Lough Eske Castle Hotel room

The interiors of the public rooms are in the style of an elegant Irish country mansion, with large stone hearths, cosy drawing rooms and plump Chesterfield-style sofas, while the bedrooms, spa and conference and banqueting facilities are more contemporary. My large bedroom was very comfortable and came with the usual amenities (flatscreen TV, free Wi-Fi). There was even under floor heating in the spacious bathroom, which was great on a chilly day.

Like Mr Doherty, whose portrait painted by Lucian Freud hangs near the Lobby Lounge, local links are an important part of the hotel. Many of the guests are from the surrounding area. For years residents saw the castle in ruins then watched as it rose from the ashes. “We feel it’s ours,” someone remarked. There are, of course, many other guests and even a few celebrities. Sex and the City star Sarah Jessica Parker stayed last year.

Drawing Room

A massive 80 per cent of the staff are also local and the rest, mainly from overseas, usually end up talking with the distinctive Donegal accent – very similar to my late grandmother’s, who was from this beautiful county. It was great to hear some of the expressions I haven’t heard for a long time.

The food is also locally sourced. It was lunchtime when we arrived and we were in need of some hearty food. We headed to the elegant Gallery Bar. The menu offered local dishes, like traditional Irish stew, as well as vegetarian and international cuisine. I chose oak smoked Donegal salmon served on house made Guinness bread, which was delicious. The chefs later showed us how they smoked the fish in a little wooden hut at the back of the hotel.

For dinner we tried the Cedars Grill and Restaurant. The menu was extensive, again offering local produce, organic selections and a collection of fine wines. The following morning, an excellent breakfast, both cooked and continental, was also served in the restaurant. Afternoon tea is available in the Gallery Bar.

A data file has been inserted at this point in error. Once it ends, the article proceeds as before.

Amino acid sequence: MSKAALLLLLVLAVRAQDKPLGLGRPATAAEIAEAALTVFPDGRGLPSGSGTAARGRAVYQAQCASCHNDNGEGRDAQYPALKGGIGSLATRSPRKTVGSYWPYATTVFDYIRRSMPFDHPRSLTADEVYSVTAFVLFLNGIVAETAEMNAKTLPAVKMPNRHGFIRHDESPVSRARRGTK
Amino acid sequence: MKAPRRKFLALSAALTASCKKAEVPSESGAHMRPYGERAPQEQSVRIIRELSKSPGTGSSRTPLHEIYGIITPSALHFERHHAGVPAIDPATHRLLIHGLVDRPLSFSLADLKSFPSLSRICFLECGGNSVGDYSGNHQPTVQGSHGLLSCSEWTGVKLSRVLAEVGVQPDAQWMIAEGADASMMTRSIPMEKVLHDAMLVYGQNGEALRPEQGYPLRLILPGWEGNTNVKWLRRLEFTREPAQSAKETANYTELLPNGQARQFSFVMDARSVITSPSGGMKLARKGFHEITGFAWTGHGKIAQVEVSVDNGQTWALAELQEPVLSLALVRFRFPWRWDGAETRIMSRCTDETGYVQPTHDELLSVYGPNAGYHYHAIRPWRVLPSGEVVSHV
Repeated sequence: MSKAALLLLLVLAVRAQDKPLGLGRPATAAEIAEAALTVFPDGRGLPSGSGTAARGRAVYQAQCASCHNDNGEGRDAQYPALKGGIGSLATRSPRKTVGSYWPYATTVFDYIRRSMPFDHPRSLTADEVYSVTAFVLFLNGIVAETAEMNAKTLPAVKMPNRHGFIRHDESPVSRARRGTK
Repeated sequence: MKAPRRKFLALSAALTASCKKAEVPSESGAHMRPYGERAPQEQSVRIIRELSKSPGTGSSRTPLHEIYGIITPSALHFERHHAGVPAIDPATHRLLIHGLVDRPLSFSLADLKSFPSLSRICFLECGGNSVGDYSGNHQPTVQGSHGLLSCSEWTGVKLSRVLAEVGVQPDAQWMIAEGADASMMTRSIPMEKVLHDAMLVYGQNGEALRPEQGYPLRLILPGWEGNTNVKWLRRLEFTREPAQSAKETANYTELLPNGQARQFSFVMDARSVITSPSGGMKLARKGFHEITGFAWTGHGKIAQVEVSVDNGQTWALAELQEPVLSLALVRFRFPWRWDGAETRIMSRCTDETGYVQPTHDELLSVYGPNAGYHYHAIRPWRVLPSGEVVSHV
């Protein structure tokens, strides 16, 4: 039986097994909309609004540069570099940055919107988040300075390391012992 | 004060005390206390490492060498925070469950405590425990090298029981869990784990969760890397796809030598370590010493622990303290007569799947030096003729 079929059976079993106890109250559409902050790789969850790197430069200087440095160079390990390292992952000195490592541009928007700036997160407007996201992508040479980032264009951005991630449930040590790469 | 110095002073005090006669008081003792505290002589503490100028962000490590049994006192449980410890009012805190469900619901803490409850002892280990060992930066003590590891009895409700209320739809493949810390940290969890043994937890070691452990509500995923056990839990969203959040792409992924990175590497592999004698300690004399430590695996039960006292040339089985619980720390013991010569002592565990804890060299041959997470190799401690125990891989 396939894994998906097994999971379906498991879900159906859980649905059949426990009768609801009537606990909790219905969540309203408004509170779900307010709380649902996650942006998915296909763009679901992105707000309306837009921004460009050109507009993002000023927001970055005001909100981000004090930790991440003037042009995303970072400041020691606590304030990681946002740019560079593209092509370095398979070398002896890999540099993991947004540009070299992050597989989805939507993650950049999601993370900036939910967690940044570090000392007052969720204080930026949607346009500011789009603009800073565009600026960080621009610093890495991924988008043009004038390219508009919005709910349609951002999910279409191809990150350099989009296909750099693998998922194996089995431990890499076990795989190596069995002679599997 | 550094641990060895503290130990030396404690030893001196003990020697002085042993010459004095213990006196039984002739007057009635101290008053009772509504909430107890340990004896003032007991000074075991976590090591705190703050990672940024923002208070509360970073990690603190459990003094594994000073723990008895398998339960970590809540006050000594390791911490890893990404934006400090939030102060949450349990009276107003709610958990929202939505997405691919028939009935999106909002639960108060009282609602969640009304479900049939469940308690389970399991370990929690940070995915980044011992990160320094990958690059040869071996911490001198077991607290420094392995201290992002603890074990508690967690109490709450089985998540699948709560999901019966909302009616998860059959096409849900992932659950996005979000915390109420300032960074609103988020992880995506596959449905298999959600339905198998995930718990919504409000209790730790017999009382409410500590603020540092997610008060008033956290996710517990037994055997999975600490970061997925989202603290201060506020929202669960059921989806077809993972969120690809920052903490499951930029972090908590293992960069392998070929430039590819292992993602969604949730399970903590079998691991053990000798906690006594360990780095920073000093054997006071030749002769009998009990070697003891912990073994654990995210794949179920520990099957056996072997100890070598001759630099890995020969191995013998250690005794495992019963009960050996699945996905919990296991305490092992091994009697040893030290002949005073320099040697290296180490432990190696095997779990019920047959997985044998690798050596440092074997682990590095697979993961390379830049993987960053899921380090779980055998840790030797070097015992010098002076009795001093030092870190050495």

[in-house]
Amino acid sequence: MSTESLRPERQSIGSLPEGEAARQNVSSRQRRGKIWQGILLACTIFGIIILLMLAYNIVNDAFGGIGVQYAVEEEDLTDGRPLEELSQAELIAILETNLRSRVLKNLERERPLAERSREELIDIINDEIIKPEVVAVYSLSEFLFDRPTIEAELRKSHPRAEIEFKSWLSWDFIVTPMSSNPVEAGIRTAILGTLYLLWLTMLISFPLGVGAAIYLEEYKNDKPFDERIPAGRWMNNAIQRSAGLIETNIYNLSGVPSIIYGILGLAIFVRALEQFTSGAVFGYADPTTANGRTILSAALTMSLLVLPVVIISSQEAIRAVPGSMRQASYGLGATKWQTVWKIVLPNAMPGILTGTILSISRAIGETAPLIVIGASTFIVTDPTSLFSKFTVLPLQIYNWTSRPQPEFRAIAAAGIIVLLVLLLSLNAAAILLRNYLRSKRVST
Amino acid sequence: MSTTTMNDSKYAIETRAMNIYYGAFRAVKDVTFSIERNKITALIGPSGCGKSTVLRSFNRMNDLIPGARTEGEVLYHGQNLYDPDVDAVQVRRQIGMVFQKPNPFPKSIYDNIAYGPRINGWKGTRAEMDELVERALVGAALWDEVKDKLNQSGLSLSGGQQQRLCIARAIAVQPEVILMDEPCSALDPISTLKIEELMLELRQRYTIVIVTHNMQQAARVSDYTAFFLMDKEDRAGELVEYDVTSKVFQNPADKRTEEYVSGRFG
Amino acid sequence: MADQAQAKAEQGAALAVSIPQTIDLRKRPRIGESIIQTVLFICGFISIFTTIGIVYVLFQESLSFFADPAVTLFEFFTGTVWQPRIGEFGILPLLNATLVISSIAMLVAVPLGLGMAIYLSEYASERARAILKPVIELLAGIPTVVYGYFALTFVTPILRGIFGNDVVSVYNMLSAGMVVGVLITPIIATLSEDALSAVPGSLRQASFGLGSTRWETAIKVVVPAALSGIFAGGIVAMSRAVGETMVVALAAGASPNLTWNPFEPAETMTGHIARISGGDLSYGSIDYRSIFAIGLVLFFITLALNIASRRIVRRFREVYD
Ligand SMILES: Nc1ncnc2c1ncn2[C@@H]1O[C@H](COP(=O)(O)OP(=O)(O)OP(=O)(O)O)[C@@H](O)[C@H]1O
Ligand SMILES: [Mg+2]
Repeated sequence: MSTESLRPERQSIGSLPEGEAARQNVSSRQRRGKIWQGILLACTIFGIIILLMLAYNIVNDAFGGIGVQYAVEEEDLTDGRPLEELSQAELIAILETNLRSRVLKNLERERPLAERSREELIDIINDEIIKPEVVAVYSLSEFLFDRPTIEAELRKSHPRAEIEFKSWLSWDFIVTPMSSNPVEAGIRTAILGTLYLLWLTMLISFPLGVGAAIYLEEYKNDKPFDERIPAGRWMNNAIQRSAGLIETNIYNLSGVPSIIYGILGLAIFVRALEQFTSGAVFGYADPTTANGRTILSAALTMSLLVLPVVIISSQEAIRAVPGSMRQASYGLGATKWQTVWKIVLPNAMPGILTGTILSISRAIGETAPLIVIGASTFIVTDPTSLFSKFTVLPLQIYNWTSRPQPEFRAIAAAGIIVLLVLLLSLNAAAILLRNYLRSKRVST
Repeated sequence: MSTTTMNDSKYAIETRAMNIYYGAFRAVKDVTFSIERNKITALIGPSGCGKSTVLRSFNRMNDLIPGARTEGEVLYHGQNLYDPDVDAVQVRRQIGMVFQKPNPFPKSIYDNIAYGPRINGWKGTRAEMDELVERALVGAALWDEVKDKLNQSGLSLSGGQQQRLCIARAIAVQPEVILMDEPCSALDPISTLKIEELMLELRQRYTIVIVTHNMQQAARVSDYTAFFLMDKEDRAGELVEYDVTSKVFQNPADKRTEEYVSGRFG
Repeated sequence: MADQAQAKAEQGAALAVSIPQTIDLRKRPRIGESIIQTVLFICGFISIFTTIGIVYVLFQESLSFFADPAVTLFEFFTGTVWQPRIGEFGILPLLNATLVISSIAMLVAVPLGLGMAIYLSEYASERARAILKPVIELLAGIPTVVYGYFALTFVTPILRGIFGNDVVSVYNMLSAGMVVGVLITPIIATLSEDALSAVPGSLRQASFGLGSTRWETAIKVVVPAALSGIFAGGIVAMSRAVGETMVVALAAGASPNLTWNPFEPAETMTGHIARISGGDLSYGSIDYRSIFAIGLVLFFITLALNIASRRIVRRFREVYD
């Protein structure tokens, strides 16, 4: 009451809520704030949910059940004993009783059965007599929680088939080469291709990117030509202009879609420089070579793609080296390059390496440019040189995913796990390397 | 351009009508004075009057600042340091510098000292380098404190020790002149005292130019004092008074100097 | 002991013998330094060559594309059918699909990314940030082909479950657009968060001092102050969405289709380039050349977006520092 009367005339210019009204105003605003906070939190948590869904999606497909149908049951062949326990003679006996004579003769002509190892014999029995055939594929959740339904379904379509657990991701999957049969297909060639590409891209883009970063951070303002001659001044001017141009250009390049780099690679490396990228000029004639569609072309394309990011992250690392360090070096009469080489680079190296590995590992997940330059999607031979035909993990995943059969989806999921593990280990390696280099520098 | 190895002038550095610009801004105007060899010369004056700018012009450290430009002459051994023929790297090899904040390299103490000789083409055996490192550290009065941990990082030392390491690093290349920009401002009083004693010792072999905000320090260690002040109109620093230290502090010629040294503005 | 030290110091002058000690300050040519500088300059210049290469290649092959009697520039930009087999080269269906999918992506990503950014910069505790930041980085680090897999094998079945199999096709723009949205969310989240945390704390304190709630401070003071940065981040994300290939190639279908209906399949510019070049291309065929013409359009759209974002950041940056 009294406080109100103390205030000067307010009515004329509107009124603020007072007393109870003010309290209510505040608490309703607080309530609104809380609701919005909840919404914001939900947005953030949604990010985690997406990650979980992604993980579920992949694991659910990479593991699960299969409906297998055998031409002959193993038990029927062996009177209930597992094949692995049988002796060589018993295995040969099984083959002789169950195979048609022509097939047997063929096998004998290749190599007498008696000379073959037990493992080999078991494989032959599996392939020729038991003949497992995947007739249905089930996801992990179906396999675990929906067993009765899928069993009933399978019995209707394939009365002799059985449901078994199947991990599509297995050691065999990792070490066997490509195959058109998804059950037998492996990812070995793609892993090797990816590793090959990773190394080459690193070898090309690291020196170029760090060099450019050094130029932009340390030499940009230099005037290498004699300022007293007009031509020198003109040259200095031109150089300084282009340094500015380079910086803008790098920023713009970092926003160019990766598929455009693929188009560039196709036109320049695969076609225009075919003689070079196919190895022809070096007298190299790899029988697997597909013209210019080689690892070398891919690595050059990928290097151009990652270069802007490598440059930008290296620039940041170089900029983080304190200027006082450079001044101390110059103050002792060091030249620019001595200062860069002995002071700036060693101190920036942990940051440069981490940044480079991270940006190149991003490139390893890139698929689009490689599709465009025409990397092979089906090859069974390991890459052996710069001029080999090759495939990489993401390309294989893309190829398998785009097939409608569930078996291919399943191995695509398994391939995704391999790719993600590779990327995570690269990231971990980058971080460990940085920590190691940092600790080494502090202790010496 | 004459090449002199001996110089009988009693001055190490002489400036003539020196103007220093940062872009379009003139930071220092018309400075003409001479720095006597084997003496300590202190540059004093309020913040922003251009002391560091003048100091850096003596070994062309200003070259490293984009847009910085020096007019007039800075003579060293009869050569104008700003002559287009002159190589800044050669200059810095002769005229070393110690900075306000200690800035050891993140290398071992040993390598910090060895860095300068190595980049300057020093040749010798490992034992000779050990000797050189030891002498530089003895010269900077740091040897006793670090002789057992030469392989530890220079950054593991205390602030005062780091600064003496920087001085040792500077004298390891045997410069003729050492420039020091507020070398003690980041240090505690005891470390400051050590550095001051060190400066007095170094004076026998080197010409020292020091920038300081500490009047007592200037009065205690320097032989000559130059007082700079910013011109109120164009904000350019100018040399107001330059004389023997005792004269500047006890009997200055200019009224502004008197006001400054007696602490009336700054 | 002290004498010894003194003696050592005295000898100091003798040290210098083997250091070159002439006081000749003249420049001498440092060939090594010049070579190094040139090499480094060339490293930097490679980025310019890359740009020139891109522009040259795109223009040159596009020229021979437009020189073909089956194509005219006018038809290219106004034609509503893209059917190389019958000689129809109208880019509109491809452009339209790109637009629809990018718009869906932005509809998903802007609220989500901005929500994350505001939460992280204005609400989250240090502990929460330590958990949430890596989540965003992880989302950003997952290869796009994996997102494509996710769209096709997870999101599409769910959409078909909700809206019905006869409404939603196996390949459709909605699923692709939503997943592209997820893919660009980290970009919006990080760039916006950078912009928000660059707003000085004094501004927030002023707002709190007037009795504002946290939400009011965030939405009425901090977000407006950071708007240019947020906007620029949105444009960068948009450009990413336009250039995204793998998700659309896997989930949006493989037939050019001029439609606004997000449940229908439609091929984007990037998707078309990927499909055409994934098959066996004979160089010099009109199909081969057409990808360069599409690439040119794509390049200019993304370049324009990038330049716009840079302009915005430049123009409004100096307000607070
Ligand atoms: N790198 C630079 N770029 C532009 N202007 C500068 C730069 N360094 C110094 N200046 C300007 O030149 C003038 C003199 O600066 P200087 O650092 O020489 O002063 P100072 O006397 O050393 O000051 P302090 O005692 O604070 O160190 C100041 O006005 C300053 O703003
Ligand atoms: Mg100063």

Cedars overlooks a terrace with manicured lawns and woodland beyond. Guests can enjoy easy access to hiking, fishing, horseback riding, golf and strolls around the lake. We took a 10-minute walk along the drive to the shores of Lough Eske to see the sunset. It was stunning, peaceful and so quiet. In the distance were the Bluestack Mountains, while up close we were surrounded by the flora and fauna of the woods. Along the way to the lake we passed some of the extensive collection of sculptures in the grounds by Lloyd Le Blanc. I particularly liked the flying fish in the fountain at the entrance. There were also deer and a dinosaur and, inside the hotel, an exquisite sculpture of a child sitting.

lough eske castle sculptures

It’s not surprising in this romantic setting there are lots of weddings at the hotel. Staff also cater for those wishing to propose to a sweetheart by lighting candles up to a cosy room in the castle’s tower. To relax their nerves many head for the spa first. There are eight treatment rooms, thermal suite, sauna, pool and fitness centre. Luckily it wasn’t raining or blowing a gale when I headed over there in my white robe and slippers. The spa is in a conservatory in the grounds. Trying to keep my slippers on as I walked over the cobbles was tricky. The massage, though, was brilliant, as was spending an hour or so afterwards resting in the relaxation room, sipping chamomile tea.